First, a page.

9 Fruits You Can Actually Eat on the Keto Diet
These lower-carb picks are still on the menu.
Chances are by now you’ve either tried the trendy low-carb, high-fat ketogenic diet or you know someone who has. Even celebs like Kourtney Kardashian, Halle Berry, and Vanessa Hudgens have all spoken publicly about adapting a keto lifestyle.
The gist of the eating plan? Taking in so few carbs sends your body into ketosis—a state of burning fat for energy, instead of carbohydrates or sugars, explains Beth Warren, RDN, founder of and author of . In order to stay in ketosis, you only consume 5% to 10% of your calories from carbohydrates—which for most followers is fewer than 20 grams total per day—and instead eat moderate amounts of protein and high amounts of fat.
While lightening up the meat-, cheese-, and cream-heavy plan with fruit sounds like a good idea, “fruit is notoriously high in carbohydrates,” says Warren. Take a medium-sized apple for example, which alone has 20 to 25 grams of carbs—aka a full day's carbohydrate allowance.
“That being said, there are some fruits you can have that fall more easily within the allotted amount of carbs per day,” says Warren. Below, nine you can actually eat on the keto diet.
Another reason to love avocados—which are technically classified as a fruit: They’re basically a keto superstar. Not only are they packed with healthy monounsaturated fats, vitamins, minerals, and fiber, but they are low (like, super low) in carbs.
“The serving size of an avocado is hotly debated. Some people say ¼ of the fruit, some people say ½,” says , who specializes in keto diets. According to the California Avocado Commission, , which is less than 1 net gram of carbs.
“Net grams of carbohydrates is the total carbs minus the grams of fiber. A whole avocado only has 2 net grams of carbs,” says Warren. So while a whole avocado may be a lot of calories per serving, it’s keto-approved.
Keto diarrhea (and constipation) is a real phenomenon, and while there are a few possible culprits, not enough fiber is one of them. That’s why eating fiber-rich plant-based foods, like blackberries, is important, says Jadin. One cup of blackberries has nearly 8 grams of fiber, which is about a third of your recommended daily value.
“One cup of blackberries has six grams of net carbohydrates, which fits into the diet. But I usually recommend that people consume ¼ cup, which is only 1.5 grams of net carbs,” Warren says.
“A good rule of thumb is that fruits that are sweeter to the taste tend to be higher in carbohydrates, so it shouldn’t come as a surprise that blueberries have more carbs than blackberries, which are less sweet,” says Jadin.
While a one-cup serving of blueberries is around 17 grams of net carbohydrates, which is much higher than the other berries on the list, Warren says you can most likely fit ¼ to ½ cup into your daily menu while staying in ketosis.
“Coconuts are definitely keto," says Jadin–but not everyone's convinced they're a fruit. (Some categorize coconut instead.)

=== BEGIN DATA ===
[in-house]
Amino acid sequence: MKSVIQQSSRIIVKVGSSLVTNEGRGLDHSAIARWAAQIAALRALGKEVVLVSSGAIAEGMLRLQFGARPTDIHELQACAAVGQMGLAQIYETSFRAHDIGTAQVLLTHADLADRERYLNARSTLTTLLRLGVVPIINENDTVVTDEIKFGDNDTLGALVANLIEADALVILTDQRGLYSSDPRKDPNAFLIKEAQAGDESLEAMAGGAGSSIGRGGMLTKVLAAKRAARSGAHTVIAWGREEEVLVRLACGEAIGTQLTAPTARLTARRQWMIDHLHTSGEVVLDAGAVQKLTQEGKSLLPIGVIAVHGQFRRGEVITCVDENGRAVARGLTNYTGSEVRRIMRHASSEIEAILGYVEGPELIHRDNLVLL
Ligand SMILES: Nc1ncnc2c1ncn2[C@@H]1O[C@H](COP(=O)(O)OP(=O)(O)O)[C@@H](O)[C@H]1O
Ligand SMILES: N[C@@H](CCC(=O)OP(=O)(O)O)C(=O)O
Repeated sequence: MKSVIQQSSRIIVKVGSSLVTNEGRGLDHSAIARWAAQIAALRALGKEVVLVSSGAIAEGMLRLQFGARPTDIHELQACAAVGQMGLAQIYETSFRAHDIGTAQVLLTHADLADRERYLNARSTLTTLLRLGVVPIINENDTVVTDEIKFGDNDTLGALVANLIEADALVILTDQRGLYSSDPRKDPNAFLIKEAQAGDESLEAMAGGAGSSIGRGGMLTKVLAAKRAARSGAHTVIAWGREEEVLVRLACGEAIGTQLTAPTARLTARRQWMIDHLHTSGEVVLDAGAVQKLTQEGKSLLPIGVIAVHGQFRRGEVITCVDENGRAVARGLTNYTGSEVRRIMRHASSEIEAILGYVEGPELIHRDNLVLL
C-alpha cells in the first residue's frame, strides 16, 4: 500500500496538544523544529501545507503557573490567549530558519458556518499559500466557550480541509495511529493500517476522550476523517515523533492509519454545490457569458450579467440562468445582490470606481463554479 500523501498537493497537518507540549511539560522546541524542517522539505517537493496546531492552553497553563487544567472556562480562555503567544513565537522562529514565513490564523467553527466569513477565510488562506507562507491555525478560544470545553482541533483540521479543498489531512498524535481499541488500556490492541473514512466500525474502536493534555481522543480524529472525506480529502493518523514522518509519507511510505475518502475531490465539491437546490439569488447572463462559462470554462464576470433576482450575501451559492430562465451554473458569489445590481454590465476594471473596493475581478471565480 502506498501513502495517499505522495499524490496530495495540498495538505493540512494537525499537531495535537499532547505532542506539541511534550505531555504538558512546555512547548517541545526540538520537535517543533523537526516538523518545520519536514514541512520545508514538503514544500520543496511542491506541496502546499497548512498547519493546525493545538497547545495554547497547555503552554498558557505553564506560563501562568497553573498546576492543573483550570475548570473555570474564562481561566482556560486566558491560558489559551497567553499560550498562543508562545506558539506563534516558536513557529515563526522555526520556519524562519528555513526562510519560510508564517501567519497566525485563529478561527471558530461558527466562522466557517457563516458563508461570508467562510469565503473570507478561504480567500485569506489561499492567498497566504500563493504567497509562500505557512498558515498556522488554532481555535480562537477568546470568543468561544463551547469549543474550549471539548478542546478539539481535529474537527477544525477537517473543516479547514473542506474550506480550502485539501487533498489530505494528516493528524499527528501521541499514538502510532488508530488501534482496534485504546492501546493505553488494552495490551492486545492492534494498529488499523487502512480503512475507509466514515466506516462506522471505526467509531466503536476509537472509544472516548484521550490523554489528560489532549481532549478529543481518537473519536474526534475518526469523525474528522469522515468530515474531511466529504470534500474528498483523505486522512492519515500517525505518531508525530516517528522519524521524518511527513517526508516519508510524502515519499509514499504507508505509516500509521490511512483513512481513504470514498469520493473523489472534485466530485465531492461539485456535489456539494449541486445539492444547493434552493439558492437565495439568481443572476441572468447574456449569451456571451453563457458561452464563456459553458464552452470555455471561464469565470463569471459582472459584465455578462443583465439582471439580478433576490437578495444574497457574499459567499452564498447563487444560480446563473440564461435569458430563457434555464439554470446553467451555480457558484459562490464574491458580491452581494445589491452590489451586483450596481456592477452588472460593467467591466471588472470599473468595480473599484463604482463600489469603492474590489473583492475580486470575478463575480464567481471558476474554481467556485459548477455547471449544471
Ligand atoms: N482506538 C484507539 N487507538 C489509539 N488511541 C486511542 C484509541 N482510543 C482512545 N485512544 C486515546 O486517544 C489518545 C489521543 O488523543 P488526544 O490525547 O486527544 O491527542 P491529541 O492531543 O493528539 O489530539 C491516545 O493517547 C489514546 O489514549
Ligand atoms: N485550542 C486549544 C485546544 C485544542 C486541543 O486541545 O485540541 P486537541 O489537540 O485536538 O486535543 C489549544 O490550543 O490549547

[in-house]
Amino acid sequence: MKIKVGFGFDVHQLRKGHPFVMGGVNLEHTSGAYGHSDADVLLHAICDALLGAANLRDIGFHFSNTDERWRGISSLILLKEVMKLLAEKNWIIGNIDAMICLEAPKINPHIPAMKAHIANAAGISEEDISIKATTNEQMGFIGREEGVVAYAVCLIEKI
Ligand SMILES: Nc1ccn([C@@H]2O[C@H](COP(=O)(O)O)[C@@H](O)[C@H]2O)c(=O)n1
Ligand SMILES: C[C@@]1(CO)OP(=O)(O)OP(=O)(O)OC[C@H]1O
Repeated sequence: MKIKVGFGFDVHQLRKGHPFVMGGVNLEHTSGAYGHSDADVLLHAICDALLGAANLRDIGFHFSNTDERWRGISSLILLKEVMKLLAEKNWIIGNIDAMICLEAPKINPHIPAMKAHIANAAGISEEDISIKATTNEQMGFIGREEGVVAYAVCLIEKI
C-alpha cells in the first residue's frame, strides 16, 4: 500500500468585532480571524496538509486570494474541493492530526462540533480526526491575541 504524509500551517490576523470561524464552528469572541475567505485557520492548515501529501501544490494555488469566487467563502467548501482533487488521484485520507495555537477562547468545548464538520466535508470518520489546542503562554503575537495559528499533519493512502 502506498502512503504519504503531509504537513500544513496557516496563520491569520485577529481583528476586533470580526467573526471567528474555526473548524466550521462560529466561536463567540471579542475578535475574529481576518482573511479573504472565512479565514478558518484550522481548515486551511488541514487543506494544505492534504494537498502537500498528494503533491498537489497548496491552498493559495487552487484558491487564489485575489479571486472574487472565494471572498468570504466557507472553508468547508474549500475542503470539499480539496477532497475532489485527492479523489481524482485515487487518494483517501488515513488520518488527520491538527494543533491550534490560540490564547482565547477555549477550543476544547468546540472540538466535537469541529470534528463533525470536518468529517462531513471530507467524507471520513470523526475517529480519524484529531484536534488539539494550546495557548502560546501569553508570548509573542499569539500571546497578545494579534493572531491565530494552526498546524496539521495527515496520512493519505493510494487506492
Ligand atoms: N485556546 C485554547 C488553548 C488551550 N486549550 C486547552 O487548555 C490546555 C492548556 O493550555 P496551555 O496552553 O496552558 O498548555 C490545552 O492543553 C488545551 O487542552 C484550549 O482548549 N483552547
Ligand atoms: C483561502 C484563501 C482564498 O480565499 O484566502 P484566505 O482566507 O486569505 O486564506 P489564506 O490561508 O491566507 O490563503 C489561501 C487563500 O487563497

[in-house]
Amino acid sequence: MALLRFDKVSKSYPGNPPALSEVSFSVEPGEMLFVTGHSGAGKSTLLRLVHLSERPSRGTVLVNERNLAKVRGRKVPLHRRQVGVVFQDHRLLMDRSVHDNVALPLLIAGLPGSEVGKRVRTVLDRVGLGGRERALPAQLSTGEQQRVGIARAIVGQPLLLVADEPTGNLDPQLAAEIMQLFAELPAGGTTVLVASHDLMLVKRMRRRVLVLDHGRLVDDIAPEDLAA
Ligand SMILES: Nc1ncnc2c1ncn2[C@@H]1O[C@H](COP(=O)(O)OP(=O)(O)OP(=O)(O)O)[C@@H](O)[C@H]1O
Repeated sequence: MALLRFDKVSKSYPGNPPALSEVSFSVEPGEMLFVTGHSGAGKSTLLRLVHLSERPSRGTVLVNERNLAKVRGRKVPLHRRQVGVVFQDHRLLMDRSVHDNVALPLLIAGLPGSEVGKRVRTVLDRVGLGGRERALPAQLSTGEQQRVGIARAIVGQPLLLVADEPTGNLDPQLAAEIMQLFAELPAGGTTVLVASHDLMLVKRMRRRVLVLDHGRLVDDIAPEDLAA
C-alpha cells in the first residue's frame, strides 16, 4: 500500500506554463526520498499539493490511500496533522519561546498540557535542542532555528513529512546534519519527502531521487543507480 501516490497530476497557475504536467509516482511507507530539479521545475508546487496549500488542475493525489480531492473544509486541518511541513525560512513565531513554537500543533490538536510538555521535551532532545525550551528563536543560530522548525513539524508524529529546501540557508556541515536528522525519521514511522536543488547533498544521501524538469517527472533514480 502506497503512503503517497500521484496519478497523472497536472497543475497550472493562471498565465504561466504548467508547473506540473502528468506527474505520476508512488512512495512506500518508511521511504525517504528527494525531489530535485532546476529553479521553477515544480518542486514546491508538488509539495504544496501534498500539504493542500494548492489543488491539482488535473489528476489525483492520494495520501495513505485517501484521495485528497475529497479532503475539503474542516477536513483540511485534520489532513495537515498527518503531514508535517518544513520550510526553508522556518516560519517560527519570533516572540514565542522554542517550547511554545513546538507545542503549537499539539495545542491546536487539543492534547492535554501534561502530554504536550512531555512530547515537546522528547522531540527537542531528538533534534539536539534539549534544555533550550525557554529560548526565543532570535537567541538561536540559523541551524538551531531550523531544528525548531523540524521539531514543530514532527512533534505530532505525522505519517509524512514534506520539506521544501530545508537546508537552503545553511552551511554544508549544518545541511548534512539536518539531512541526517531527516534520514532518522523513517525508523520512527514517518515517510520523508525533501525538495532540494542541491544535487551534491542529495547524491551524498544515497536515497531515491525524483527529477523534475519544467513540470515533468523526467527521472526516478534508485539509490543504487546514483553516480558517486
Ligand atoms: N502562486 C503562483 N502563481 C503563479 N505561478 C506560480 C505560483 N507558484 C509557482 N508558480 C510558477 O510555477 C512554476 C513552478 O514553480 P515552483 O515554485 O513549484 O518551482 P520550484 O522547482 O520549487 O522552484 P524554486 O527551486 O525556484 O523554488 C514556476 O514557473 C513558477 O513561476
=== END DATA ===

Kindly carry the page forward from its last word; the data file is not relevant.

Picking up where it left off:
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“One half-cup of coconut has 13 grams of healthy fat, and about 2.5 grams of net carbs,” says Warren.
You can either buy an entire coconut and scoop the meat out yourself, or you can buy it dried or canned. If you do opt for the canned variety, just make sure no extra sugar has been added.
OK, so you’re not exactly going to start munching on lemon slices at breakfast. But if you used the citrus fruit to spice up your water or tea pre-keto, you can keep on using it. “Lemons are totally fine for keto-followers,” says Jadin.
A squeeze from a lemon wedge has less than ½ gram of net carbs, just 2 calories, some vitamin C and calcium.
“Limes are like lemons," Jadin says. "A spritz in your water is so negligible." It’s safe to say these sour citrus fruits have your (low-carb) back.
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Yep, these salty snacks are also technically categorized as a fruit. The healthy fats in olives are extracted to make extra virgin olive oil, so it shouldn't be too surprising that these antioxidant-packed bites boast around 10 grams of healthy fats per serving. “About a palm's worth only has 3 grams of net carbs,” adds Jadin.
Nosh on ¼ cup raspberries and you’ll get about . Sure, that’s about 10% of most keto-followers' daily carbohydrate allowance, but you’ll also be getting a solid amount of vitamins C and K.
“There’s nothing that raspberries taste bad on,” Jadin jokes, but she says they’re especially tasty with yogurt. “The good news is you can have them every single day, even if you’re keto.”
“Strawberries have about 2 grams net carbs in ¼ cup, or 8 net grams of carbs in a full cup,” says Warren. Either serving size is fine, she says, it just depends on what other foods are on your menu for the day.
The best part about strawberries is their versatility: Add them to Greek yogurt, toss them in a salad, throw them on top of a keto dessert, or use them to flavor water.
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